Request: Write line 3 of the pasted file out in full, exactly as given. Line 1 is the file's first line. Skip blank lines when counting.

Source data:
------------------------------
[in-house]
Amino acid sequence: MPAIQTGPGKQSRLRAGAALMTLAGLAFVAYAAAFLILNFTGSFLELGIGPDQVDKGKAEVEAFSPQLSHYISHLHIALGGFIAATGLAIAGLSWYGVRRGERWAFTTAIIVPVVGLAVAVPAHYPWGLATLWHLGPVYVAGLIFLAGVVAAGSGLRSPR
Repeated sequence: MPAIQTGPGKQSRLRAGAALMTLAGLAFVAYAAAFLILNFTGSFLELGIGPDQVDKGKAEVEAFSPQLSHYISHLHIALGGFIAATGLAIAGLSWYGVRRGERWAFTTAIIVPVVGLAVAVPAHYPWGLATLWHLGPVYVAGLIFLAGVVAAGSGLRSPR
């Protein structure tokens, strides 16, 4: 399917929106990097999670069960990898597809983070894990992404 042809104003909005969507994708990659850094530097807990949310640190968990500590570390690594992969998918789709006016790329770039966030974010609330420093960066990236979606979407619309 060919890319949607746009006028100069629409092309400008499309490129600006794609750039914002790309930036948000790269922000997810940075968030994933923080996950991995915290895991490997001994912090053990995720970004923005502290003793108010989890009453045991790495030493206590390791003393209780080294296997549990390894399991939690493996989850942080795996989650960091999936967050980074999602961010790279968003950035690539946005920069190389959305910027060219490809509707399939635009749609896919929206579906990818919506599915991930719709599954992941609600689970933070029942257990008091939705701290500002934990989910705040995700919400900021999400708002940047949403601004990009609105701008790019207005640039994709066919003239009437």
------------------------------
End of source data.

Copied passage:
Repeated sequence: MPAIQTGPGKQSRLRAGAALMTLAGLAFVAYAAAFLILNFTGSFLELGIGPDQVDKGKAEVEAFSPQLSHYISHLHIALGGFIAATGLAIAGLSWYGVRRGERWAFTTAIIVPVVGLAVAVPAHYPWGLATLWHLGPVYVAGLIFLAGVVAAGSGLRSPR